National Portrait Gallery

What an interesting day! It had been a while since i’d visited a London gallery, so I felt an overwhelming feeling of happiness and relief when I was confronted with these beautiful paintings again. The variety is always astonishing, and I was delighted to see some original Gauguin’s (some even before his Tahitian paintings!).

As hard as it was (as I was constantly distracted by each section), I kept a careful eye out for works that I felt connected to in my own work.

After doing a few quick sketches and noting, I came across a free exhibit called ‘Saints Alive’.

This exhibition focused on the works of Michael Landy. I was familiar with this artist as in 2001 he did a performance called ‘Break Down’ – which was a performance that involved all of Landy’s possessions (EVERYTHING) being catalogued and then destroyed.

‘Saints alive’  includes Landy’s sculptures, which were amazing to see as not only were they striking sculptures of old saints, but they were interactive, too! The sculptures seemed to be put together in a wacky, Caractacus-Potts-contraption way.

What intrigued me was their function. Some were activated by stepping onto a button, another you could put a coin through a slot, and that would activate it too. Once activated the sculptures would do something quite humorous, such as smacking themselves in the head with a crucifix,

All of the sculptures include attributes of different saints, and their stories are told behind it. Stories from violent murders, torture, beating themselves with a rock to prevent impure and sexual thoughts, Christ’s wounds and many more. The sculptures are powerful as they hold a dark, grotesque, and humorous identity. So definitely go visit if you can!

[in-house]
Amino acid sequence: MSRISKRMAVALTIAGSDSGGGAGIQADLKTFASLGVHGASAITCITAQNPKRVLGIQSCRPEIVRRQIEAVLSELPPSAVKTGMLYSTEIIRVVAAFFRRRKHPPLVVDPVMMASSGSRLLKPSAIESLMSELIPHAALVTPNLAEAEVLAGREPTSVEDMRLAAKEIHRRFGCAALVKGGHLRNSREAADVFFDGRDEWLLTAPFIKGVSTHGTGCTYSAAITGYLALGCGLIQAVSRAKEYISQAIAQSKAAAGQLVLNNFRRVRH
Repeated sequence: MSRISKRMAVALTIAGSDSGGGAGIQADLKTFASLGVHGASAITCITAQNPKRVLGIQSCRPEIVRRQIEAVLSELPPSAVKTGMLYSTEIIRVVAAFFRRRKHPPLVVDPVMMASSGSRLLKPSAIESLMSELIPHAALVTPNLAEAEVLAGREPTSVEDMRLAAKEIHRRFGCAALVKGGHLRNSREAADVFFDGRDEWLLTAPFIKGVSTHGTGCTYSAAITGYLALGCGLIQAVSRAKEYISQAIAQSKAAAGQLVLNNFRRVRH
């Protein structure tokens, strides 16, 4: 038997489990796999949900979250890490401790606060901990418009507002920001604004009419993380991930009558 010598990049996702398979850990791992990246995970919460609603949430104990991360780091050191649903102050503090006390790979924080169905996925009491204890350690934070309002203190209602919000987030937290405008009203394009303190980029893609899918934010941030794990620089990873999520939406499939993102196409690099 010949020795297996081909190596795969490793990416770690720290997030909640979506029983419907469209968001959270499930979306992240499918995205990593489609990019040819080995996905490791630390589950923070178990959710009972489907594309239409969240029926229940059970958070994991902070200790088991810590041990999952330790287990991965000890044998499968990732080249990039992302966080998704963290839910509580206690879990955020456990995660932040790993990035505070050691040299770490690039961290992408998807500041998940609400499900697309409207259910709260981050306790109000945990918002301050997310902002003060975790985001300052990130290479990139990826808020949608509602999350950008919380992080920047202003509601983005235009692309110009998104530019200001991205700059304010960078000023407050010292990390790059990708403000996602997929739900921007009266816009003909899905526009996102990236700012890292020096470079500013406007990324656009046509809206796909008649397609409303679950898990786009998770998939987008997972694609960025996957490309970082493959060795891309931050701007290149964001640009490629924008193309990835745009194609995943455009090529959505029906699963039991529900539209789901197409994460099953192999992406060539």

Back to the paintings – I saw a few that really stood out to me which I had to note down and share.

One in particular being Garfolo – A Pagan Sacrifice (1481 -1559)


Underneath this painting read:  This work is an elaborated copy of a mysterious ancient rite described on a sculpture in the strange antiquarian romance ‘Hypnerotomachia Poliphili’ (Dream of Poliphilus) which was published in Venice in 1499.

Another being one by Hieronymus Bosch, called ‘Christ Mocked’ from roughly 1500.


Underneath this one, it read: Four torturers surround Christ, pressing towards him, while he looks out at us. Bosch’s picture emphasises the contrast between the brutality of the tormentors and the mild, suffering Christ. Its emotional intensity is achieved in a variety of ways. The half-length figures create a sense of proximity, and the lack of recession in the painting makes it appear very claustrophobic. From the centre of the picture Christ seems to appeal to us to share in his suffering.

The characterisations here are not just grotesque, but reflect specific ideas. Christ’s torturers were often referred to as savage beasts, which may explain why the man at the top right appears to wear a spiked dog collar. The figure at the lower left has a crescent moon of Islam and yellow star of the Jews on his head-dress, which mark him as an opponent of Christianity.

And last, I found a Picasso, but this painting I had never seen before of his! It is called ‘Portrait of Bibi la Purée’, from 1901.


Here are a few notes about this painting that the National Gallery added –

“Bibi la Purée was a picturesque figure in the bohemian circles of Montmartre and the Latin Quarter. A former actor turned vagabond, he was affable and eccentric and survived by shining shoes, stealing umbrellas and drinking absinthe.”

“Picasso probably met the ragged dandy in the brasseries and seedy bars they both haunted, and would have been fascinated by his elderly, grimacing features. The portrait is brushed in broad, gestural strokes vigorously applied, which capture Bibi’s grin with uncompromising energy. This expressionistic treatment, combined with Picasso’s use of harsh colours, enhances the tramp’s grotesque energy.”